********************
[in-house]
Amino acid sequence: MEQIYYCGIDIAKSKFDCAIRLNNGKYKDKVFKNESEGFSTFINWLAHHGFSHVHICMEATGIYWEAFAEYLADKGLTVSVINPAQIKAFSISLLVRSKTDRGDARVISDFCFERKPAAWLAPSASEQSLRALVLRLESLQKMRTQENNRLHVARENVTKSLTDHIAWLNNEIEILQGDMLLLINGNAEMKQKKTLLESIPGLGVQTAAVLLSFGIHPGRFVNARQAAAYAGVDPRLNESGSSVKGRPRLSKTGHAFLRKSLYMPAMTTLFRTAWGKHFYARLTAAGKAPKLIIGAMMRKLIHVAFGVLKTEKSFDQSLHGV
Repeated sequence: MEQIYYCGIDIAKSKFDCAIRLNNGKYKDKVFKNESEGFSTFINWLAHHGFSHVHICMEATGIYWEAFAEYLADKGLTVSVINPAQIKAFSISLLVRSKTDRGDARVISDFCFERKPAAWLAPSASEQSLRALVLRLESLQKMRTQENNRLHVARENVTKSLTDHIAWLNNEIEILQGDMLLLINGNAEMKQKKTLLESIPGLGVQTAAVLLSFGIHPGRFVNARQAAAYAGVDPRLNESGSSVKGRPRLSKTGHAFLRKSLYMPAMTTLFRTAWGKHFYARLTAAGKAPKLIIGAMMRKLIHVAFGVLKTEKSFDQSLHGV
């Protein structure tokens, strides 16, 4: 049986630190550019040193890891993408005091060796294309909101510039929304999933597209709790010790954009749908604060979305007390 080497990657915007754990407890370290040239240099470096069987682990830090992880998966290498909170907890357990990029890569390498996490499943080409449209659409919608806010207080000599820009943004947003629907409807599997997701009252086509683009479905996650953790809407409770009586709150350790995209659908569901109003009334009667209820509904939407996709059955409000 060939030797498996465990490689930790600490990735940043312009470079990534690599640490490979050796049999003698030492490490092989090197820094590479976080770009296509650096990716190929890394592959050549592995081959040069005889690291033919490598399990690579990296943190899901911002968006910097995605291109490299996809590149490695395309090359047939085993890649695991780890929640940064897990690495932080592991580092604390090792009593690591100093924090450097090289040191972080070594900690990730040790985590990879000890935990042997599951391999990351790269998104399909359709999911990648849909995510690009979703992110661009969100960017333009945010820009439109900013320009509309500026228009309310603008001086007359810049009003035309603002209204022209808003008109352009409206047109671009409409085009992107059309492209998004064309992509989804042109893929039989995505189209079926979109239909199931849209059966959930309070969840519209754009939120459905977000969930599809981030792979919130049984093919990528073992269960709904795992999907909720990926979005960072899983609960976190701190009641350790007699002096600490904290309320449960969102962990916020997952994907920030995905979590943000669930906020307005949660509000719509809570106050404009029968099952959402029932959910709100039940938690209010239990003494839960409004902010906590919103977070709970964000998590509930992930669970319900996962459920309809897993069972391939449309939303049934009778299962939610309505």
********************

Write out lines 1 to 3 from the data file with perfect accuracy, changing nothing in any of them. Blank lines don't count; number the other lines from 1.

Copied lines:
[in-house]
Amino acid sequence: MEQIYYCGIDIAKSKFDCAIRLNNGKYKDKVFKNESEGFSTFINWLAHHGFSHVHICMEATGIYWEAFAEYLADKGLTVSVINPAQIKAFSISLLVRSKTDRGDARVISDFCFERKPAAWLAPSASEQSLRALVLRLESLQKMRTQENNRLHVARENVTKSLTDHIAWLNNEIEILQGDMLLLINGNAEMKQKKTLLESIPGLGVQTAAVLLSFGIHPGRFVNARQAAAYAGVDPRLNESGSSVKGRPRLSKTGHAFLRKSLYMPAMTTLFRTAWGKHFYARLTAAGKAPKLIIGAMMRKLIHVAFGVLKTEKSFDQSLHGV
Repeated sequence: MEQIYYCGIDIAKSKFDCAIRLNNGKYKDKVFKNESEGFSTFINWLAHHGFSHVHICMEATGIYWEAFAEYLADKGLTVSVINPAQIKAFSISLLVRSKTDRGDARVISDFCFERKPAAWLAPSASEQSLRALVLRLESLQKMRTQENNRLHVARENVTKSLTDHIAWLNNEIEILQGDMLLLINGNAEMKQKKTLLESIPGLGVQTAAVLLSFGIHPGRFVNARQAAAYAGVDPRLNESGSSVKGRPRLSKTGHAFLRKSLYMPAMTTLFRTAWGKHFYARLTAAGKAPKLIIGAMMRKLIHVAFGVLKTEKSFDQSLHGV